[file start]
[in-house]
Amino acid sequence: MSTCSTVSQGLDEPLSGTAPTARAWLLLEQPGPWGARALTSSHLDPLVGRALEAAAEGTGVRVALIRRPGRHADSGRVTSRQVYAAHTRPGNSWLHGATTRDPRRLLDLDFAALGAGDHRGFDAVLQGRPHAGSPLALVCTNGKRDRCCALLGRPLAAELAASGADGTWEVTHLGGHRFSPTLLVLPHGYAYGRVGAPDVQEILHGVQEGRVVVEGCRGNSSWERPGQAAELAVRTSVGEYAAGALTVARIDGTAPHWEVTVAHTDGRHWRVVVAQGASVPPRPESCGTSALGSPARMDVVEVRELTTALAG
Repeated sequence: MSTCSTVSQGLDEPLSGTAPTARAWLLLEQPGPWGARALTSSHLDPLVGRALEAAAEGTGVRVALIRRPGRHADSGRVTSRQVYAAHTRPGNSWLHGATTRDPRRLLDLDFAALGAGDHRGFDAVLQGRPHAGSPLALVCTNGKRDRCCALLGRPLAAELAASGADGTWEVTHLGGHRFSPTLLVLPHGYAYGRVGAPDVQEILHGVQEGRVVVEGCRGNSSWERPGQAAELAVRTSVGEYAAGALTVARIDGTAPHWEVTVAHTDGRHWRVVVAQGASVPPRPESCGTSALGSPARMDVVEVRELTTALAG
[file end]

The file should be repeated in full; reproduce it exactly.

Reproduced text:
[in-house]
Amino acid sequence: MSTCSTVSQGLDEPLSGTAPTARAWLLLEQPGPWGARALTSSHLDPLVGRALEAAAEGTGVRVALIRRPGRHADSGRVTSRQVYAAHTRPGNSWLHGATTRDPRRLLDLDFAALGAGDHRGFDAVLQGRPHAGSPLALVCTNGKRDRCCALLGRPLAAELAASGADGTWEVTHLGGHRFSPTLLVLPHGYAYGRVGAPDVQEILHGVQEGRVVVEGCRGNSSWERPGQAAELAVRTSVGEYAAGALTVARIDGTAPHWEVTVAHTDGRHWRVVVAQGASVPPRPESCGTSALGSPARMDVVEVRELTTALAG
Repeated sequence: MSTCSTVSQGLDEPLSGTAPTARAWLLLEQPGPWGARALTSSHLDPLVGRALEAAAEGTGVRVALIRRPGRHADSGRVTSRQVYAAHTRPGNSWLHGATTRDPRRLLDLDFAALGAGDHRGFDAVLQGRPHAGSPLALVCTNGKRDRCCALLGRPLAAELAASGADGTWEVTHLGGHRFSPTLLVLPHGYAYGRVGAPDVQEILHGVQEGRVVVEGCRGNSSWERPGQAAELAVRTSVGEYAAGALTVARIDGTAPHWEVTVAHTDGRHWRVVVAQGASVPPRPESCGTSALGSPARMDVVEVRELTTALAG